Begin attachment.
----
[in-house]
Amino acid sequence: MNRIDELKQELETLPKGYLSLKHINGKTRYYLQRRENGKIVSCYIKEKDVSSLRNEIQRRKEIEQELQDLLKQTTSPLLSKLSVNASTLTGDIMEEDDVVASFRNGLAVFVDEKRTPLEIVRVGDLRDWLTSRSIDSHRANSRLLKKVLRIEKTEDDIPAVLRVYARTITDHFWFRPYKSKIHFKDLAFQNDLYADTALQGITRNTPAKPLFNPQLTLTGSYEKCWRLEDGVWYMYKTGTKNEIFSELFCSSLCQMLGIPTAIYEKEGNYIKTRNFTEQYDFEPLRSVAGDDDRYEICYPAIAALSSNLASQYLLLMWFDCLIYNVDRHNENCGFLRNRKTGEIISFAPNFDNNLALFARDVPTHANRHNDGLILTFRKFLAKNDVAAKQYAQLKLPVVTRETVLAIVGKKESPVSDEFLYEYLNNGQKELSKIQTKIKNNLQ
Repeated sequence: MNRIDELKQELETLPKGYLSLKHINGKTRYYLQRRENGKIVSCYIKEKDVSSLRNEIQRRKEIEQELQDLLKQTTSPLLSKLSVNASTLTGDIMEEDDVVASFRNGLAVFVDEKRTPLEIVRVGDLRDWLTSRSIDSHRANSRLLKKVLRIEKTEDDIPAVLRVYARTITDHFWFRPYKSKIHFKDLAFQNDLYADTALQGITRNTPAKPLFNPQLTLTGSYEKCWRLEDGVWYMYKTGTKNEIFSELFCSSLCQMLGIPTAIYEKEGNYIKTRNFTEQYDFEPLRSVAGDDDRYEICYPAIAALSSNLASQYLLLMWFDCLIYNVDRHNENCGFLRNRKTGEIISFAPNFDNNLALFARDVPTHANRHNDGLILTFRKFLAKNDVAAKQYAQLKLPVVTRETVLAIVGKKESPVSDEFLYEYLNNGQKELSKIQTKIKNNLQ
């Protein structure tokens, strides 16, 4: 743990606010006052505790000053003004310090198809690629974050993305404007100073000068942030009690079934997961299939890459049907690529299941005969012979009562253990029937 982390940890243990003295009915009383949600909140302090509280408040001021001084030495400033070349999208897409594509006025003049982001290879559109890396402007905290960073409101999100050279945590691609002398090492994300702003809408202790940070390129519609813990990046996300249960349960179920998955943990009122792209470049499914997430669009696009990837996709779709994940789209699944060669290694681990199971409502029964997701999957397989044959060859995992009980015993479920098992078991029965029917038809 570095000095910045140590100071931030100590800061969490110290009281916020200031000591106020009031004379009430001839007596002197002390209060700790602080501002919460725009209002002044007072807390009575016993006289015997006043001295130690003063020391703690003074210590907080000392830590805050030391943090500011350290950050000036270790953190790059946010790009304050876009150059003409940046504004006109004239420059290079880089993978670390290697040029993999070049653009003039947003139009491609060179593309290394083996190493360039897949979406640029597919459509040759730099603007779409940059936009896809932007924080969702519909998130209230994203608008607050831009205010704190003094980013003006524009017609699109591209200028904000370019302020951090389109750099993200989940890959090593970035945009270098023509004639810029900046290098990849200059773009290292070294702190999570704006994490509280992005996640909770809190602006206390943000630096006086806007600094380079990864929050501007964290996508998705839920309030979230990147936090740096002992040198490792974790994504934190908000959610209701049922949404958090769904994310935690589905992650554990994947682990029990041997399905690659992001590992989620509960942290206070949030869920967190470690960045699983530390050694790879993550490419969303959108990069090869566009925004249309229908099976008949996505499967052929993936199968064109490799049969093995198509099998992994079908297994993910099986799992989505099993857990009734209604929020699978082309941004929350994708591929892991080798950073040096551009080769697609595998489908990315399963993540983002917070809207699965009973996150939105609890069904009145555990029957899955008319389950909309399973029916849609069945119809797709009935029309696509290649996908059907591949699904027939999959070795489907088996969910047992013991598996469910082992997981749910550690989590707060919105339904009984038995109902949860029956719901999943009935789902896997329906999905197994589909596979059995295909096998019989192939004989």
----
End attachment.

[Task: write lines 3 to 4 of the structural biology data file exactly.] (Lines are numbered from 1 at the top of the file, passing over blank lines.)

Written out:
Repeated sequence: MNRIDELKQELETLPKGYLSLKHINGKTRYYLQRRENGKIVSCYIKEKDVSSLRNEIQRRKEIEQELQDLLKQTTSPLLSKLSVNASTLTGDIMEEDDVVASFRNGLAVFVDEKRTPLEIVRVGDLRDWLTSRSIDSHRANSRLLKKVLRIEKTEDDIPAVLRVYARTITDHFWFRPYKSKIHFKDLAFQNDLYADTALQGITRNTPAKPLFNPQLTLTGSYEKCWRLEDGVWYMYKTGTKNEIFSELFCSSLCQMLGIPTAIYEKEGNYIKTRNFTEQYDFEPLRSVAGDDDRYEICYPAIAALSSNLASQYLLLMWFDCLIYNVDRHNENCGFLRNRKTGEIISFAPNFDNNLALFARDVPTHANRHNDGLILTFRKFLAKNDVAAKQYAQLKLPVVTRETVLAIVGKKESPVSDEFLYEYLNNGQKELSKIQTKIKNNLQ
């Protein structure tokens, strides 16, 4: 743990606010006052505790000053003004310090198809690629974050993305404007100073000068942030009690079934997961299939890459049907690529299941005969012979009562253990029937 982390940890243990003295009915009383949600909140302090509280408040001021001084030495400033070349999208897409594509006025003049982001290879559109890396402007905290960073409101999100050279945590691609002398090492994300702003809408202790940070390129519609813990990046996300249960349960179920998955943990009122792209470049499914997430669009696009990837996709779709994940789209699944060669290694681990199971409502029964997701999957397989044959060859995992009980015993479920098992078991029965029917038809 570095000095910045140590100071931030100590800061969490110290009281916020200031000591106020009031004379009430001839007596002197002390209060700790602080501002919460725009209002002044007072807390009575016993006289015997006043001295130690003063020391703690003074210590907080000392830590805050030391943090500011350290950050000036270790953190790059946010790009304050876009150059003409940046504004006109004239420059290079880089993978670390290697040029993999070049653009003039947003139009491609060179593309290394083996190493360039897949979406640029597919459509040759730099603007779409940059936009896809932007924080969702519909998130209230994203608008607050831009205010704190003094980013003006524009017609699109591209200028904000370019302020951090389109750099993200989940890959090593970035945009270098023509004639810029900046290098990849200059773009290292070294702190999570704006994490509280992005996640909770809190602006206390943000630096006086806007600094380079990864929050501007964290996508998705839920309030979230990147936090740096002992040198490792974790994504934190908000959610209701049922949404958090769904994310935690589905992650554990994947682990029990041997399905690659992001590992989620509960942290206070949030869920967190470690960045699983530390050694790879993550490419969303959108990069090869566009925004249309229908099976008949996505499967052929993936199968064109490799049969093995198509099998992994079908297994993910099986799992989505099993857990009734209604929020699978082309941004929350994708591929892991080798950073040096551009080769697609595998489908990315399963993540983002917070809207699965009973996150939105609890069904009145555990029957899955008319389950909309399973029916849609069945119809797709009935029309696509290649996908059907591949699904027939999959070795489907088996969910047992013991598996469910082992997981749910550690989590707060919105339904009984038995109902949860029956719901999943009935789902896997329906999905197994589909596979059995295909096998019989192939004989």